PURPOSE: Translation of cross-cultural surveys and programs pose unique challenges. This paper identifies potential pitfalls of current translation guidelines and presents solutions employed for one project. METHODS: We followed current guidelines for translation of survey instruments including forward and back translation, and also utilized qualitative methods to decenter survey questions. In addition, our project adapted translation by committee with a core translation team of bilingual/trilingual investigators and staff members with diverse skills and complementary degrees of proficiency in the languages and dialects of interest. PRINCIPAL FINDINGS: This approach resulted with a mechanism for emic equivalence, identifying and resolving dialectic and sociolinguistic concerns, selecting appropriate written Chinese styles, and providing appropriate linguistic training to interviewers. CONCLUSIONS: An understanding of the history of a people and its ramifications for the language are important components of the translation process. Allocation of appropriate time, resources, and skills are critical to the successful development of valid cross-cultural survey instruments and effective programs.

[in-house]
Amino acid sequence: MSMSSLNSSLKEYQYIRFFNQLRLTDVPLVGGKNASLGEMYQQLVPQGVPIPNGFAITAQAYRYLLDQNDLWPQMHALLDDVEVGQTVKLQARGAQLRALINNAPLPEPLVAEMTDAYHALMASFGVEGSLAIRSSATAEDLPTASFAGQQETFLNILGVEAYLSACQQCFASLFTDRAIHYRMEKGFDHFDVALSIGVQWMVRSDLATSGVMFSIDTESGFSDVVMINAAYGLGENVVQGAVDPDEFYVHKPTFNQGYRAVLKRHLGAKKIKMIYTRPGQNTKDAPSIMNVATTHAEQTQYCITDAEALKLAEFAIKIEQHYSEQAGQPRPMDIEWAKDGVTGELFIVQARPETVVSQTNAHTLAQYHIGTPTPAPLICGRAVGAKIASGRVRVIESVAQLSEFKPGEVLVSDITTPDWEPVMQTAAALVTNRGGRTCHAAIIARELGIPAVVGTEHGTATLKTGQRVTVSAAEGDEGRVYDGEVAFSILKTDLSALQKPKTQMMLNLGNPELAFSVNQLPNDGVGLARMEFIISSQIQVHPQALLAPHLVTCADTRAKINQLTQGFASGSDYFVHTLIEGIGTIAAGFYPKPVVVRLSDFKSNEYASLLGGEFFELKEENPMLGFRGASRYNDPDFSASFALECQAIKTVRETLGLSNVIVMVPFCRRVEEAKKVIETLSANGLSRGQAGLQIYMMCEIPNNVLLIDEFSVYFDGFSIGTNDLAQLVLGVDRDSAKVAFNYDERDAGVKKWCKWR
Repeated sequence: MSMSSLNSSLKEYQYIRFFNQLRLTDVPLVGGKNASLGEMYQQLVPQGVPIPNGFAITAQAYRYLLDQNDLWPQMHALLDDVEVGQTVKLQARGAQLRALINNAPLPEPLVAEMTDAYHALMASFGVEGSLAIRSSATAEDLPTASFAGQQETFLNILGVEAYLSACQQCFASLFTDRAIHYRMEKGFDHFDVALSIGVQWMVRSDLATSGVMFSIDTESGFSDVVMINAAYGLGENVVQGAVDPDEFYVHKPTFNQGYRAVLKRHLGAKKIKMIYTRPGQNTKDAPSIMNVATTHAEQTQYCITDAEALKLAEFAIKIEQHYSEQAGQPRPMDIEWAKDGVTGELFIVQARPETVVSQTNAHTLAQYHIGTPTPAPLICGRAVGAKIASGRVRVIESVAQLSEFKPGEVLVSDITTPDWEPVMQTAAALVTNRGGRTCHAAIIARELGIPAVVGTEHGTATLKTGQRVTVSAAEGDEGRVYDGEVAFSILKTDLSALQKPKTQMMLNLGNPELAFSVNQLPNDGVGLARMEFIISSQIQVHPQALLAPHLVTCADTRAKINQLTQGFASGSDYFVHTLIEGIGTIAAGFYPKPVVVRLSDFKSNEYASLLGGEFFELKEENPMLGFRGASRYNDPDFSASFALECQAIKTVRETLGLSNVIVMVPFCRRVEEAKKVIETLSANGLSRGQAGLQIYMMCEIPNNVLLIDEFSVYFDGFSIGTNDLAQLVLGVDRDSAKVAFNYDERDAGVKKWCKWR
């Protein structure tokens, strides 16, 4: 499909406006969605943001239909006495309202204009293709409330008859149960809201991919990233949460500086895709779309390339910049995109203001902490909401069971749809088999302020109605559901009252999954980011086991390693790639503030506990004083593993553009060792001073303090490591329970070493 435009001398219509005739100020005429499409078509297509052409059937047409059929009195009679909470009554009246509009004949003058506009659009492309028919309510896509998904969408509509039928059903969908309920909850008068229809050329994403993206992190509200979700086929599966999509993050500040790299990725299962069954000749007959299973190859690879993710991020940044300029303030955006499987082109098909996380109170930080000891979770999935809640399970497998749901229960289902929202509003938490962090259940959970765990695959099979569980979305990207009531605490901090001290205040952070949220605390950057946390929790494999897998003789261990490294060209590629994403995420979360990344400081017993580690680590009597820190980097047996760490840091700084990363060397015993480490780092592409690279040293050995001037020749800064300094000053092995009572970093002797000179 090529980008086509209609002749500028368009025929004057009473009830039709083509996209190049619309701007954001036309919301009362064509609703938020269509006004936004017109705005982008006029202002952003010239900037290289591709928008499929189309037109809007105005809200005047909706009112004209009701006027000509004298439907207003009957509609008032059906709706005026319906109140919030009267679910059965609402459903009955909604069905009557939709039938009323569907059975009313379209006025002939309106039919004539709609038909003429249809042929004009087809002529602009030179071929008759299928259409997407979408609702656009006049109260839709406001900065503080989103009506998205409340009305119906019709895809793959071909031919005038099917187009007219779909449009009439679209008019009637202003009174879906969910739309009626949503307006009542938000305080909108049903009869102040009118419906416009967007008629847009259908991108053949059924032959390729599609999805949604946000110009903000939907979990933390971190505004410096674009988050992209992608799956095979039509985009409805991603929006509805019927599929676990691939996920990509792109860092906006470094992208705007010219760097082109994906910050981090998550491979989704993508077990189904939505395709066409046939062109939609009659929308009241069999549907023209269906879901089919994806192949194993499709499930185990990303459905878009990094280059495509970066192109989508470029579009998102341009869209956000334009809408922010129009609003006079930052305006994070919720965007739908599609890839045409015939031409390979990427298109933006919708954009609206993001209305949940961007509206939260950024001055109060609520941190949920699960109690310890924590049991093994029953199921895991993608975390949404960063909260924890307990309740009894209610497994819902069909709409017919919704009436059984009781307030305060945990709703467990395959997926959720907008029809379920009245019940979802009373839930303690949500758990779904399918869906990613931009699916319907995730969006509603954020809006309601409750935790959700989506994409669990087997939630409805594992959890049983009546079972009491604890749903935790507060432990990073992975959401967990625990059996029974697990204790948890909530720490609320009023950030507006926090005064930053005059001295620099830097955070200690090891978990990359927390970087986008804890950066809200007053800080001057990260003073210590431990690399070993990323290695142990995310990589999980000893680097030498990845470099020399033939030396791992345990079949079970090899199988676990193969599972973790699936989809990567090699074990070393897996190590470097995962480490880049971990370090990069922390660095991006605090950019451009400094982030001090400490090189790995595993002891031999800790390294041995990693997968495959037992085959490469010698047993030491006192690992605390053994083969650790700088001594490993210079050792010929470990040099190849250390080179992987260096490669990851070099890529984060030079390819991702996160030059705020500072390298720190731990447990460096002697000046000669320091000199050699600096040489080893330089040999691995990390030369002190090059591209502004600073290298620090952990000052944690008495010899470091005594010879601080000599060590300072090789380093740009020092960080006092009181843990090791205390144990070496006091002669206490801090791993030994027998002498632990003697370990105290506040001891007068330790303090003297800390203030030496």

|Original language||English (US)|
|Number of pages||9|
|Journal||Asian American and Pacific Islander journal of health|
|State||Published - Jan 1 2003|